The Individualized Education Plan, or IEP, meeting is used to help build a strategy to ensure a child with special needs receives the education he or she deserves. Unfortunately, the meeting does not always net the results that parents want. If you have an IEP meeting scheduled, here are some tips for preparing so that you can ensure your child's rights and needs are respected.
Focus on Your Child's Needs
It is not uncommon for IEP meetings to focus on the resources that the school district has instead of the needs of the child. During the meeting, you need to ensure that your child's needs are the focus. To do so, write a list of your child's educational needs.
Consult with your child's teachers, medical care providers, and anyone else who is involved in his or her care. You want to ensure that your list is comprehensive. During the meeting, you can refer to your list as a guide on what the district needs to address when it comes to providing an education for your child.
Get an Independent Evaluation
Prior to the IEP meeting, it is likely that your child will be evaluated by several professionals who work for the district. Although they are professionals, you should never rely solely on their assessments of your child's learning abilities and needs.
You have the right to have your child independently evaluated by other professionals. For instance, you can have a speech therapist and physical therapist evaluate your child and create reports regarding his or her capabilities and needs.
If you do not agree with the assessments provided by the school district, you can share the evaluations that you received from your own professionals.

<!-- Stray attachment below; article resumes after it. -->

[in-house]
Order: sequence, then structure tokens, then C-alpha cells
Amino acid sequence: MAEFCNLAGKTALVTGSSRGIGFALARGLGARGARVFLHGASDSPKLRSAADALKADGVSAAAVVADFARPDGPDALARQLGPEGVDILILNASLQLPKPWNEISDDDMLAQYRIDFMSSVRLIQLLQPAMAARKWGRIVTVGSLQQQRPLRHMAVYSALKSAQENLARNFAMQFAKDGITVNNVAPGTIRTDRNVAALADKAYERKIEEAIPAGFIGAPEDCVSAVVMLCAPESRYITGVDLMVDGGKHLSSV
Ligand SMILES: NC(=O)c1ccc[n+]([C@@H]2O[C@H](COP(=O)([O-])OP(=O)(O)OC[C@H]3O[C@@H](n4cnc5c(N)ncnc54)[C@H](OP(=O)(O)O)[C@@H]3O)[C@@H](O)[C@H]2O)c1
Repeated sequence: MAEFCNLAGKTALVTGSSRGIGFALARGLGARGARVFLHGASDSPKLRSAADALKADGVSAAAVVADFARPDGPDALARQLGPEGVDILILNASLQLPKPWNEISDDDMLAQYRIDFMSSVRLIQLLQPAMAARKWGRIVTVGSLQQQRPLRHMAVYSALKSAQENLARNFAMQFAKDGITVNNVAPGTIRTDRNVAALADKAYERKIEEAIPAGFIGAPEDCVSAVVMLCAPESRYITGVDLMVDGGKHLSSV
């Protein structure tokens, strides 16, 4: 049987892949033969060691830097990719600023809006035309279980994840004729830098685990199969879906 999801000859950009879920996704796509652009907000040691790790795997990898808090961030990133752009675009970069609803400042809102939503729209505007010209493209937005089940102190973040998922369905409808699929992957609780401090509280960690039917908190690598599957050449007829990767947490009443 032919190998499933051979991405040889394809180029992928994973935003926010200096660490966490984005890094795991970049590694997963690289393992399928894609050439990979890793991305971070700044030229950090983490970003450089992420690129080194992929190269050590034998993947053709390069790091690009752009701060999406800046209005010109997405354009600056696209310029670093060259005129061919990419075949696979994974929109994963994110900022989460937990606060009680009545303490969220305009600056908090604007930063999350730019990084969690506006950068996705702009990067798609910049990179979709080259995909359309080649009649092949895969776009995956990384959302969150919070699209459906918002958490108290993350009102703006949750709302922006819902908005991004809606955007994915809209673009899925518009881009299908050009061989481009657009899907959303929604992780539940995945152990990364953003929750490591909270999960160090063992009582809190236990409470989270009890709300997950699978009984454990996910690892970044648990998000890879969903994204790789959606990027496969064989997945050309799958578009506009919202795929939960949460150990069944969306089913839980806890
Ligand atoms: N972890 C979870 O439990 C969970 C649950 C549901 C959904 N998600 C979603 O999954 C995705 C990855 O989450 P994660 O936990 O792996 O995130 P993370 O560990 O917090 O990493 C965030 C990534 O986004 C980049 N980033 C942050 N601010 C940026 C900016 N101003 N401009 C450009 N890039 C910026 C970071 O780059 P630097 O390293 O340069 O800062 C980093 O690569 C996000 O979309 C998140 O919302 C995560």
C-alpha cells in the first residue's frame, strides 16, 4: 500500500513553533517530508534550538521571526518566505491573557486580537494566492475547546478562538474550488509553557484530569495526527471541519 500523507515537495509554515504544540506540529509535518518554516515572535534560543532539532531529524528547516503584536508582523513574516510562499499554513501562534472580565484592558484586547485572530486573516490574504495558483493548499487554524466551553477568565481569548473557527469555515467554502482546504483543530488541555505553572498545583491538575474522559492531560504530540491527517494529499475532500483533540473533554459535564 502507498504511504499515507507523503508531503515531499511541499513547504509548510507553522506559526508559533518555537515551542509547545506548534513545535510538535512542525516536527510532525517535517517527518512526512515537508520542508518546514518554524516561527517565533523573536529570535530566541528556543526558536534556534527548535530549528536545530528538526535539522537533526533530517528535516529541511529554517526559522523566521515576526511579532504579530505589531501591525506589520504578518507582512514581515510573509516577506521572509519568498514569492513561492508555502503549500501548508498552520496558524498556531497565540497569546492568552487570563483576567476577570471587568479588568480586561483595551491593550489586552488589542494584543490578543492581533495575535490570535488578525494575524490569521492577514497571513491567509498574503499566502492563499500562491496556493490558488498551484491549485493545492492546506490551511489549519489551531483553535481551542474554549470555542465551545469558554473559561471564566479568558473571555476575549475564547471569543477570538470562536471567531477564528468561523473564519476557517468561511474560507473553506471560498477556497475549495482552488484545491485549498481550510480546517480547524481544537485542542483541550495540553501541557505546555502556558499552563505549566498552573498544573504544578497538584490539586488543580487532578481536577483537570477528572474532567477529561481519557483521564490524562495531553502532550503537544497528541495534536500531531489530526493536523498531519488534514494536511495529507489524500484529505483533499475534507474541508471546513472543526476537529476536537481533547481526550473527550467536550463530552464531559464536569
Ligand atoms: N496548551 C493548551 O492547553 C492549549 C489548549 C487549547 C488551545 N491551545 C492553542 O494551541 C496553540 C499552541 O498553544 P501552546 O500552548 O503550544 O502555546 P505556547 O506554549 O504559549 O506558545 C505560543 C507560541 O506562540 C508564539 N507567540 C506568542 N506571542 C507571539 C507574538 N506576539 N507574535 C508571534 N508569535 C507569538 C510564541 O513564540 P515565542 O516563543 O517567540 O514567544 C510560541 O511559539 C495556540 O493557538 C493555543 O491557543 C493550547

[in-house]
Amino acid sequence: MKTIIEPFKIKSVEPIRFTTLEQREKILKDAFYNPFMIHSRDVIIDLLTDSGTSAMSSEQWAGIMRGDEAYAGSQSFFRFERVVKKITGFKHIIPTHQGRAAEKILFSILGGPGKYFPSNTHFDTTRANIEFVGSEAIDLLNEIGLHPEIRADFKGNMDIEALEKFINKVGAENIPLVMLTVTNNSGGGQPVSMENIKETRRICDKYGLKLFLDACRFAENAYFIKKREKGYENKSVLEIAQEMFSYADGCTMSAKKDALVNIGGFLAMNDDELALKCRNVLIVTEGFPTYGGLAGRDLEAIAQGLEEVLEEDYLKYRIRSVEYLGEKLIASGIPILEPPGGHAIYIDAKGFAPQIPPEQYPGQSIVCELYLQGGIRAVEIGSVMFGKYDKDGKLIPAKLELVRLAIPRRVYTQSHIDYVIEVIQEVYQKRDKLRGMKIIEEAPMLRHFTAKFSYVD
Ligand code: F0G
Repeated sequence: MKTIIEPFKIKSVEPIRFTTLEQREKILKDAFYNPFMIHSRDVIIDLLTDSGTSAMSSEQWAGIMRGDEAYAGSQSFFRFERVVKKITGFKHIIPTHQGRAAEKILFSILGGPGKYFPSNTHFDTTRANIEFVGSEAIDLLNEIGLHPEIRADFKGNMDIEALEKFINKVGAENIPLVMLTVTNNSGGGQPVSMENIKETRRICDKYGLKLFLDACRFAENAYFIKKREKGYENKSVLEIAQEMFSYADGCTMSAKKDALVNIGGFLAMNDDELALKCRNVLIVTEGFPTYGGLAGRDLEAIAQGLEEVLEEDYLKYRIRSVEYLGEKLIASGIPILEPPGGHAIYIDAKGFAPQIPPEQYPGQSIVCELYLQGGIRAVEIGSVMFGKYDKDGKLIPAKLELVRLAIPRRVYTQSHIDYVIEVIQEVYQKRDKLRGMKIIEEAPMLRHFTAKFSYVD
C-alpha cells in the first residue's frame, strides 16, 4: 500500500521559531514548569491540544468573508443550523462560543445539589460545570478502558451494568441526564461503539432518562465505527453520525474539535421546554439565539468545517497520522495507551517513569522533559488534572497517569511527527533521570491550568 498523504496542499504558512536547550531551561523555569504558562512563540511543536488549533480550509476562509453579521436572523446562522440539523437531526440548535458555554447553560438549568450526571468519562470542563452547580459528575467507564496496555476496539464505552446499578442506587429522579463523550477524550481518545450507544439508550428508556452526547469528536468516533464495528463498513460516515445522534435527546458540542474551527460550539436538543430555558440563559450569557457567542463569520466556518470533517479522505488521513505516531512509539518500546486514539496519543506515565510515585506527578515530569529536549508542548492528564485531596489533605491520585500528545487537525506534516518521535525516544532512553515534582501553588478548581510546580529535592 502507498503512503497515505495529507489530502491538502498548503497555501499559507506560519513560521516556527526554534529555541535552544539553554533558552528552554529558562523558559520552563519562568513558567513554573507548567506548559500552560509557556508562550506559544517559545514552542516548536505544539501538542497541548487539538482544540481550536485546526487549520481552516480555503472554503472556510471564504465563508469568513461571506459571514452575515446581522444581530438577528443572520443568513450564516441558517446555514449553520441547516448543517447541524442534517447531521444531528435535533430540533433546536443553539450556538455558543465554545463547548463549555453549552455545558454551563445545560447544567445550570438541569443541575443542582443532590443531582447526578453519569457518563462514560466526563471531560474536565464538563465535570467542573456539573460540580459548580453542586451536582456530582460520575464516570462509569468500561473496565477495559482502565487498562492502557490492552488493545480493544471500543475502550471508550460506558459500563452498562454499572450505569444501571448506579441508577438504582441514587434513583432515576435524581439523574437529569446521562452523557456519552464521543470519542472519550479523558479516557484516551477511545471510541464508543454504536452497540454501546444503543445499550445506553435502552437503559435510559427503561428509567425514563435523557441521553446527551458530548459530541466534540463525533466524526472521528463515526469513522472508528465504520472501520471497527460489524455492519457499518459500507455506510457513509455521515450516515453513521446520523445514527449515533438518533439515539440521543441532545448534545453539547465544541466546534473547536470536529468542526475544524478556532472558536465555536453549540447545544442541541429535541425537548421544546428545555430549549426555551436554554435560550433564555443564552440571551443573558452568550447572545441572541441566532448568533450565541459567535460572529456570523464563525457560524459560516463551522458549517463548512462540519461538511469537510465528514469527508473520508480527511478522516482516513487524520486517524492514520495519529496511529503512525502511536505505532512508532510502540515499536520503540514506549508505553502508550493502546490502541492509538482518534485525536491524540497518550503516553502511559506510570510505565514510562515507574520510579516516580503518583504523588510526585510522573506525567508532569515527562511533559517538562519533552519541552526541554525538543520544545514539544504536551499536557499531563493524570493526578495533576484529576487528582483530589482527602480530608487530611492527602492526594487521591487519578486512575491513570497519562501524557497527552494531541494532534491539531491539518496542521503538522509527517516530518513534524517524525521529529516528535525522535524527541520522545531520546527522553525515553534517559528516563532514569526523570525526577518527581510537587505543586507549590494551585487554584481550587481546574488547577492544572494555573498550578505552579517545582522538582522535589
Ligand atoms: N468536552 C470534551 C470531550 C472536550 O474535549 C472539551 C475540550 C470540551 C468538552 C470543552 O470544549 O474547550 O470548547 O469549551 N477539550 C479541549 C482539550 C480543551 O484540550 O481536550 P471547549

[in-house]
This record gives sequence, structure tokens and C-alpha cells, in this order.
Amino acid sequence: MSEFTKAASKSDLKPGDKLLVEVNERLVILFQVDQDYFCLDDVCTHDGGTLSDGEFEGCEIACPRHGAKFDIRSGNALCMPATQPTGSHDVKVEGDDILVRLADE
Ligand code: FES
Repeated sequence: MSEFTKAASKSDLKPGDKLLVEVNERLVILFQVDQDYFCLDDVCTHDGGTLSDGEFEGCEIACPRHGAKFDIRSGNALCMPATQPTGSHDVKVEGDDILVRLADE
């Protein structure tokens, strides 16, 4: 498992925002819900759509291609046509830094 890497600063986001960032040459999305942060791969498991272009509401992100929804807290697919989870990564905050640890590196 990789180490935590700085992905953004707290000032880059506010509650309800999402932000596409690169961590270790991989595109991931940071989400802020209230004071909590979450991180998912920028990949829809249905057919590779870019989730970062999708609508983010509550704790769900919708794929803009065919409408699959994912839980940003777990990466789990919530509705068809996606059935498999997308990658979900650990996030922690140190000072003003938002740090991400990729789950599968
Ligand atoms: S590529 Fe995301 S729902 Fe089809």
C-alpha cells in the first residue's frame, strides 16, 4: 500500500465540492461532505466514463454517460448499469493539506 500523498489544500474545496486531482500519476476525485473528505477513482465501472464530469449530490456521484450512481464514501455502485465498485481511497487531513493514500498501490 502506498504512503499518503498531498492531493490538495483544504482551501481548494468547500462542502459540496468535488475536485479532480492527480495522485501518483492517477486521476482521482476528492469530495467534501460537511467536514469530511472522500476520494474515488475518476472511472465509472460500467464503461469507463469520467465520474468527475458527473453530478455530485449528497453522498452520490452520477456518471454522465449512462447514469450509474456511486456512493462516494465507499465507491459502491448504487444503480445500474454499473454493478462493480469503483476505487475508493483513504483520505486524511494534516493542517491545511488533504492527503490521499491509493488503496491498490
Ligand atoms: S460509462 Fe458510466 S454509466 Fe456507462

Be Prepared to Negotiate
Ideally, your child's IEP meeting will net the results that you wanted. However, it is possible that the recommendations offered by the district are not what you expected. If that is the case and you are unhappy with the recommendations, you can negotiate with the district.
For instance, if the school does not believe your child would benefit from oral examinations, but you do, you might be able to negotiate so that you child can have oral exams during certain subjects.
In the event that you and the school district are still unable to reach an agreement during the meeting, you can request mediation. Mediation helps you and the district avoid court and also gives both parties a chance to discuss the situation in an informal setting. Research local mediation resources before the meeting so that you can be prepared to discuss with the district officials.
Consider consulting with a family law attorney--like one from Rute Law--before and after the IEP meeting to further explore your child's rights. If your case does end up in mediation, the attorney can provide you with guidance and even assist with determining what is a fair compromise.